The marzipan bacon rasher was indeed delicious especially as I love marzipan and usually save this to the last when eating iced fruit cakes
      The Long Gallery is very impressive but has a really wobbly floor surface. The white paper stars were made by the visiting children and then hung as a display. There were other activities for them too including shaped pastry making.and making a star shape from a piece of willow which actually my Sasha had a go at but I forgot to include her photos.

  4. My mouth is truly watering now after seeing all those lovely sweets and desserts! Most especially for the marzipan fruits and those ‘eggs and bacon’ ones! I am glad you got a lot of photos taken before Bossy Guide came along Kendal! What a beautiful Tudor house to visit, thank you for showing us. Sorry to hear about your Christmas cards, how disappointing for you but I am sure they are not quite as bad as you think. Lots of Christmas blessings, Janet xx

    • Oh! I’m afraid that they are BAD! Very, very bad! Couldn’t have been worse and especially as I had this year decided to have them printed to a larger size. That will teach me not to leave things until the last minute!
      I too was impressed with all the tiny details to the ‘sweet meats’ but what made my day was reading about the ‘hale and hearty’ hot drink and how it started our tradition of ‘toasting’ people. I just love learning new unexpected knowledge.
      Many thanks for the Christmas blessings. Thinking that I will most certainly need them with being so behind with my Christmas preps!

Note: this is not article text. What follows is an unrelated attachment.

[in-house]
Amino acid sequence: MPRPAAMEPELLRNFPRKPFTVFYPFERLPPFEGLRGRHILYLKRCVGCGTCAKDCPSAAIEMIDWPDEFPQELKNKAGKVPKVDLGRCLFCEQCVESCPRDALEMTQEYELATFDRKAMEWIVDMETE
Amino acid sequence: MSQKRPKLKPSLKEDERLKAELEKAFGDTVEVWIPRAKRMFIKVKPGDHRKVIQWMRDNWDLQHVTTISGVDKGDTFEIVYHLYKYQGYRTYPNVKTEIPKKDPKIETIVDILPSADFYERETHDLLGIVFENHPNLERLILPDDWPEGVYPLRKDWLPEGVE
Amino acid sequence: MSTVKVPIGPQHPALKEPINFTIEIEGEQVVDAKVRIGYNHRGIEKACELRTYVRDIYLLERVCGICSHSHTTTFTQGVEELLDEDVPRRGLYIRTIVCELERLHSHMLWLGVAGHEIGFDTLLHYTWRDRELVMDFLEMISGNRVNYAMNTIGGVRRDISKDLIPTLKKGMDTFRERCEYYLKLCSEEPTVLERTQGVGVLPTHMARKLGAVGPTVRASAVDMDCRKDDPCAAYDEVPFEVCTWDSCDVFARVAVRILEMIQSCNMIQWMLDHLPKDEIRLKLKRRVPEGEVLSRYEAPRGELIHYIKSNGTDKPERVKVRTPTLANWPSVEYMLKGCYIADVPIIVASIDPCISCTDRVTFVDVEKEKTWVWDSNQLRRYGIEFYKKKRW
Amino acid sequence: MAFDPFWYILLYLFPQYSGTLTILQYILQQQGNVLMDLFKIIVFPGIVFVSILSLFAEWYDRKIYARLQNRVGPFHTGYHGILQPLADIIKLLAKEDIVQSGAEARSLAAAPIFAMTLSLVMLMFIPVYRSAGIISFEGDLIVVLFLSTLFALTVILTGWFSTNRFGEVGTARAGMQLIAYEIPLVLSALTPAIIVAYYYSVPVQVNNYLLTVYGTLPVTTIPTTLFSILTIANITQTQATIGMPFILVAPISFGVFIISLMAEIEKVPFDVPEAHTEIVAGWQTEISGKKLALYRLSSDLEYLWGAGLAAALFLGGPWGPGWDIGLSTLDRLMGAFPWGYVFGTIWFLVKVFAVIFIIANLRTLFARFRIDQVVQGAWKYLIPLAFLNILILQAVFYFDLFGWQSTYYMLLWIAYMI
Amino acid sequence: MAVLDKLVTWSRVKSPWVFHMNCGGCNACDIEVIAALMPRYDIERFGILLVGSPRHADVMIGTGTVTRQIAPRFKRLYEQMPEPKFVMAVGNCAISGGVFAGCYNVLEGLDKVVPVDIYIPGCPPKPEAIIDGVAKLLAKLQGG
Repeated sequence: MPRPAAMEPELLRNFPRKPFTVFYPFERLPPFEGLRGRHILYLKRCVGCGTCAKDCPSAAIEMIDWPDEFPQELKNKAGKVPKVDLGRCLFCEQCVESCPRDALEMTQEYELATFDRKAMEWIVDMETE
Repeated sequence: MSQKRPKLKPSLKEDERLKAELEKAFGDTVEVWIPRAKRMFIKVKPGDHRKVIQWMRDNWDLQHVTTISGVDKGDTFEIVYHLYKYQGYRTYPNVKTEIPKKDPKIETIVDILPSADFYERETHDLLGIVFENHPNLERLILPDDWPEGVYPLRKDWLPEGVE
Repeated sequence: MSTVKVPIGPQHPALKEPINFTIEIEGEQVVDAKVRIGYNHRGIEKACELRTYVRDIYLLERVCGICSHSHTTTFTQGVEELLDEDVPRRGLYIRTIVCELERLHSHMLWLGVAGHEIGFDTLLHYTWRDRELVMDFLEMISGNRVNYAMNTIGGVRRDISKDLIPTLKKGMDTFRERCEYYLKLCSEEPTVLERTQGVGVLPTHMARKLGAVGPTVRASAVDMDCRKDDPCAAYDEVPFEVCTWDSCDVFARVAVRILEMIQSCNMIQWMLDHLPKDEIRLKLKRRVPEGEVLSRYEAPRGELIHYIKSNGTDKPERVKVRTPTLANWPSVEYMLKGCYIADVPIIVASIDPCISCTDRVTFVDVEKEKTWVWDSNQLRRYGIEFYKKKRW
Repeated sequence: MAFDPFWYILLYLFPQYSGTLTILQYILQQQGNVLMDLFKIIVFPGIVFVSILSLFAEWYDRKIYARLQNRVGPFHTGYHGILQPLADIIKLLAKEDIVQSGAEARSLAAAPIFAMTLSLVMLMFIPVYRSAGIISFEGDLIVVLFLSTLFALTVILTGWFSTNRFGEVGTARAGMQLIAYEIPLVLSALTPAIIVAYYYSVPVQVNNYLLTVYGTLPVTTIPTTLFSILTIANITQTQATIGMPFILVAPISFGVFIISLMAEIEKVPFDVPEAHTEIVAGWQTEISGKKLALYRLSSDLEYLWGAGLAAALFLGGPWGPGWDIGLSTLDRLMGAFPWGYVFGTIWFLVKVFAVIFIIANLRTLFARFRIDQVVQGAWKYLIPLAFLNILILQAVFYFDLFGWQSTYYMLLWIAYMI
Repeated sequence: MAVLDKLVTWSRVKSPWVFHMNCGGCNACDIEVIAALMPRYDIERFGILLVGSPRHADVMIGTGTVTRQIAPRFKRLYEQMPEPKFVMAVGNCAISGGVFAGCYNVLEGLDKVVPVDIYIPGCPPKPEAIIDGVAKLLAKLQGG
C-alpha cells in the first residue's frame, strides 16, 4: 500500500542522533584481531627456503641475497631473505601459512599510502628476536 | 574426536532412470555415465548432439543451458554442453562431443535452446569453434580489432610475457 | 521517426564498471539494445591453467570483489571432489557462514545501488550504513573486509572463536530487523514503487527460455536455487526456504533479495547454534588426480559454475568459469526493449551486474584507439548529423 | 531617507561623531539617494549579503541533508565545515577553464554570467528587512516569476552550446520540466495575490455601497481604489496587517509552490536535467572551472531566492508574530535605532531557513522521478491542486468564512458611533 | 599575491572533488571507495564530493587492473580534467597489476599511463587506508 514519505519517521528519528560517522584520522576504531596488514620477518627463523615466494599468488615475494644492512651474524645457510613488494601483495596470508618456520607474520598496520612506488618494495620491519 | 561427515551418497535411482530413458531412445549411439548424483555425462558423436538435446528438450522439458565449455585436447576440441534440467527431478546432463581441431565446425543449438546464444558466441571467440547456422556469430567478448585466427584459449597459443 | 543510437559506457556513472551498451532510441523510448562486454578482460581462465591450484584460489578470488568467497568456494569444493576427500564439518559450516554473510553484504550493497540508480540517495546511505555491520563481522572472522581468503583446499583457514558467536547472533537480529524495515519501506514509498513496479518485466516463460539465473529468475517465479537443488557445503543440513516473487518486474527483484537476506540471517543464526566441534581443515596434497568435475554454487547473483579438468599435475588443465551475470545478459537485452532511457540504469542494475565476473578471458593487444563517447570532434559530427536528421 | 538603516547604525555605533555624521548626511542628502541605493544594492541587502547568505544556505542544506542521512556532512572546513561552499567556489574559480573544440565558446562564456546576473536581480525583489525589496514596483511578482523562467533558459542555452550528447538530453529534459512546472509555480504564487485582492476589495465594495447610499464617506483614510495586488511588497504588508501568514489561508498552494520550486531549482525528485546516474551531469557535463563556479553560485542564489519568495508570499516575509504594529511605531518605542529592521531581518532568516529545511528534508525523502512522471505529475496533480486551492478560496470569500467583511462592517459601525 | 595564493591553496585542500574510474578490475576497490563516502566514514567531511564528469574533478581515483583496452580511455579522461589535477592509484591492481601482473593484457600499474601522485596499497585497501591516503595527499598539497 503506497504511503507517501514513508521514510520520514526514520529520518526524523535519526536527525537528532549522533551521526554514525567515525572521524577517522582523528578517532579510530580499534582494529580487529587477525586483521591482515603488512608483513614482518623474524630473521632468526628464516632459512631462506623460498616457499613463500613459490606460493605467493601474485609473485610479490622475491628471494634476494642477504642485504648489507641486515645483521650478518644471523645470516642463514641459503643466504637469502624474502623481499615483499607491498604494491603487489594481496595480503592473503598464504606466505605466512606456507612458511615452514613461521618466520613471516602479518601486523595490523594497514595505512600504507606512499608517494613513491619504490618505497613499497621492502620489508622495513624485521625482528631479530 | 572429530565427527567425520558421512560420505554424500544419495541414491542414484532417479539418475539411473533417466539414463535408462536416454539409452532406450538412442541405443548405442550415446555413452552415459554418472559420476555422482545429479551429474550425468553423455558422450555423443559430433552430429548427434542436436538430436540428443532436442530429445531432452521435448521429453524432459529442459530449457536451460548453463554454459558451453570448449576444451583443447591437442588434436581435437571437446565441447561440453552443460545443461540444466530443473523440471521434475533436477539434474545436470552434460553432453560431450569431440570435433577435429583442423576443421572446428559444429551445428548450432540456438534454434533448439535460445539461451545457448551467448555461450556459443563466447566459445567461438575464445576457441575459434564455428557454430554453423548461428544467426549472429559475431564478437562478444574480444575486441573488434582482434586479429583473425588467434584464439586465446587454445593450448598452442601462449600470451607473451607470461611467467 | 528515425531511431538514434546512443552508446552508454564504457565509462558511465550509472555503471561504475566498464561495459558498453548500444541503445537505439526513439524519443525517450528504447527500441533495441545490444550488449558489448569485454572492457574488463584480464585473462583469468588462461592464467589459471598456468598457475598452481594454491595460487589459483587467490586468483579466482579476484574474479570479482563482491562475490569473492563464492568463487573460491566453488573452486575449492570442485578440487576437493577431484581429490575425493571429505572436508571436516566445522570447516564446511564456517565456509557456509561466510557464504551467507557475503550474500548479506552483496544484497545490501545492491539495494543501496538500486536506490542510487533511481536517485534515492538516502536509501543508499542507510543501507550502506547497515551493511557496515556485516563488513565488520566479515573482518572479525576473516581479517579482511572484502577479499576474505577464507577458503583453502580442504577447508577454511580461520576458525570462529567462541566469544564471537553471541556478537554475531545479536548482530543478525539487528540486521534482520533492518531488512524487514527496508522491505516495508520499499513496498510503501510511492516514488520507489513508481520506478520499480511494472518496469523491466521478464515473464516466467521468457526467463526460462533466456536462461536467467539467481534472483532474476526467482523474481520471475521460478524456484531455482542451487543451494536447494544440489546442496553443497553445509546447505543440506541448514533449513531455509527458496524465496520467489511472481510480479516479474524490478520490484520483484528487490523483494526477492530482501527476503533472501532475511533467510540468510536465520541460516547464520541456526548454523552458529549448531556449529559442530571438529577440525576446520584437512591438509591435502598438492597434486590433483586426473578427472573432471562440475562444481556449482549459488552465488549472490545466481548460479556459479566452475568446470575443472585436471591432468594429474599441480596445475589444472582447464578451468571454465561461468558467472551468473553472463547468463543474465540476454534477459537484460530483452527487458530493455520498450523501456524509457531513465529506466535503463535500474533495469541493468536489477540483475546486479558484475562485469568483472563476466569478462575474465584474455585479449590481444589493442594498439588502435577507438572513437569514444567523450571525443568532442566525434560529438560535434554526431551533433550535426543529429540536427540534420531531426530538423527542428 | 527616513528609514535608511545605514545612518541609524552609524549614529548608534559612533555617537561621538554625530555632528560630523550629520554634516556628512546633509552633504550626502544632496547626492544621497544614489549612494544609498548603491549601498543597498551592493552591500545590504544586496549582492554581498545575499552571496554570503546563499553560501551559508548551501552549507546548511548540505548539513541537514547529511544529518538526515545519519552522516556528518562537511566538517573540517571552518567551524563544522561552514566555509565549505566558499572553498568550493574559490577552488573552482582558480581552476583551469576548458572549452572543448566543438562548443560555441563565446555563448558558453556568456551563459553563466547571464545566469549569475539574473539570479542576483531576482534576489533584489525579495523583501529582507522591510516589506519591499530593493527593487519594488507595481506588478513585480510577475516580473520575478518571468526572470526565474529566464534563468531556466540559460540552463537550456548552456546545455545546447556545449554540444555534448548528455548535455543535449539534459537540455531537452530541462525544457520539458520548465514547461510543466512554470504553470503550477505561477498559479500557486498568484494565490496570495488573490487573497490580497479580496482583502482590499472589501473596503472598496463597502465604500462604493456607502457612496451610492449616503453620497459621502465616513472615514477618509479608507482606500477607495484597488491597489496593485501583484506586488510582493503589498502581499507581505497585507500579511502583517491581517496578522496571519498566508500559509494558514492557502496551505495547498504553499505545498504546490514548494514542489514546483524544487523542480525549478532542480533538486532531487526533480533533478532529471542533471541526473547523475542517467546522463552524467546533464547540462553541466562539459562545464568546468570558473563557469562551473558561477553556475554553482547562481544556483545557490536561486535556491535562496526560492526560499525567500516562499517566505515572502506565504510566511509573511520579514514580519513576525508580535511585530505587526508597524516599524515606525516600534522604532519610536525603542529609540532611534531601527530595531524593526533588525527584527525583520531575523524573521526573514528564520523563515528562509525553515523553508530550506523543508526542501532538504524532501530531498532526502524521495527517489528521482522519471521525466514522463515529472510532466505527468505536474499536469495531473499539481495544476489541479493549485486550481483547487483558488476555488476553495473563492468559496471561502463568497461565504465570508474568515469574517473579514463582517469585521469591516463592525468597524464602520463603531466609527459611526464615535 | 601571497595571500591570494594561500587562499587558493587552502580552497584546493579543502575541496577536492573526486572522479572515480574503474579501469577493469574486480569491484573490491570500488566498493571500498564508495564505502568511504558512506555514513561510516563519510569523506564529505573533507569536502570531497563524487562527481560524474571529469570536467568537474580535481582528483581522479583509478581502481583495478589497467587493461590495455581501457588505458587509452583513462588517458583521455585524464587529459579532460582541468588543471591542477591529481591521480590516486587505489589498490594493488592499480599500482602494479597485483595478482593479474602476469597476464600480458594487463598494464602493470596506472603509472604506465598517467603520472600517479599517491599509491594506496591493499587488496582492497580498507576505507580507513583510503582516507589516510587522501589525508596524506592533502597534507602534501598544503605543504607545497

• I love that about the toast too, it is very gratifying to find the meaning of something we do everyday and don’t really think about. I forgot to mention what a good sport the Jester was as well, people like that just make your day. x

  5. I love history and especially medaeival history and these pics are fab and I love the jesters attitude to the dolls and the pictures he is wonderful. Also like Janet Myhill Dabbs I agree the cards wont be so terrible as your pics are always lovely so dont get more done because people will appreciate them no end I betcha!
    Love to you and the brood from all your nieces and nephews of the Rabble xxx

    • The Jester was terrific and didn’t utter one word of complaint even though it was bitter cold out there.
      Little Moreton Hall is a wonderfully intriguing place and luckily only five kilometres away so easily assessable ….although rather expensive to get in..
      I can assure you the cards were just so wishy-washy that I couldn’t waste even putting a stamp to them.
      Thanks for the love for me and The Brood.

  6. Hi Kendal and thank you for another lovely Tudor Christmas post. I really enjoyed seeing this post that featured so many good things to eat and such inviting table settings. I particularly like your family’s oak table made of a single tree trunk. What a beautiful piece of furniture it is as are your carved chairs. All very wonderful and very special. 🙂

    I read Sharon’s comments and just had to go and take a peek at your Sasha’s little visiting “spirit”. What a unusual sight to see! For me, the Jester stole the show and I am thinking that he is very used to stealing the show with his bright costume and bright smile and personality. Just fantastic to see him with the Sashas. 🙂